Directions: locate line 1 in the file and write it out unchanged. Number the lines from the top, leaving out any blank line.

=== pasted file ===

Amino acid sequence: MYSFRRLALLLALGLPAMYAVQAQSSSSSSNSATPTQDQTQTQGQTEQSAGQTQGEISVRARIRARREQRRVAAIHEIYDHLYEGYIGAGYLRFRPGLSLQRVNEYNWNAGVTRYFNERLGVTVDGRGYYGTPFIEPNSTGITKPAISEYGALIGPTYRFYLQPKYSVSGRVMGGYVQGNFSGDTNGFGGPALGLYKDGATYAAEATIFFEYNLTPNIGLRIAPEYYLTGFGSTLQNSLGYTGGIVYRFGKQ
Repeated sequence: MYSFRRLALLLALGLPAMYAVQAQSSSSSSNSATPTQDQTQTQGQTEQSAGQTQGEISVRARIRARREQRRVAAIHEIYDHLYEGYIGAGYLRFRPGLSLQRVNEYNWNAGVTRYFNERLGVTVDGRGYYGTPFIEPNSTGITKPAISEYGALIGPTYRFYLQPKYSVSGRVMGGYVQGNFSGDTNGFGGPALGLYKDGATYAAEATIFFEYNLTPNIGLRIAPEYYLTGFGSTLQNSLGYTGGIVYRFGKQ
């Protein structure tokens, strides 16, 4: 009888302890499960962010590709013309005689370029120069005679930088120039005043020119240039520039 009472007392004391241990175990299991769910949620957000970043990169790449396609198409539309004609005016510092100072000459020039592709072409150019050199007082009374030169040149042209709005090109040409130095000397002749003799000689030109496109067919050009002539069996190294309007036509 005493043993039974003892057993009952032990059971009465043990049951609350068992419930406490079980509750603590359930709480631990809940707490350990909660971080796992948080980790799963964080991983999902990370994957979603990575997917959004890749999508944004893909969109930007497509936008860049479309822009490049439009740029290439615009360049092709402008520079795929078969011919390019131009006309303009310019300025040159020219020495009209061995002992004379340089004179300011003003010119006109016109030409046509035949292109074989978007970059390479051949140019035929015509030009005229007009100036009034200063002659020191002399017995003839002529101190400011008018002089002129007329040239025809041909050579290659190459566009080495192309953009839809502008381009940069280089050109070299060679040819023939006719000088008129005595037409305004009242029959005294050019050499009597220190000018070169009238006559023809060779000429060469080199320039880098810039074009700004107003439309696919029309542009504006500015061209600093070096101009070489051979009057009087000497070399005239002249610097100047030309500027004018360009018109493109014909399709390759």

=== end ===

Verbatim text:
Amino acid sequence: MYSFRRLALLLALGLPAMYAVQAQSSSSSSNSATPTQDQTQTQGQTEQSAGQTQGEISVRARIRARREQRRVAAIHEIYDHLYEGYIGAGYLRFRPGLSLQRVNEYNWNAGVTRYFNERLGVTVDGRGYYGTPFIEPNSTGITKPAISEYGALIGPTYRFYLQPKYSVSGRVMGGYVQGNFSGDTNGFGGPALGLYKDGATYAAEATIFFEYNLTPNIGLRIAPEYYLTGFGSTLQNSLGYTGGIVYRFGKQ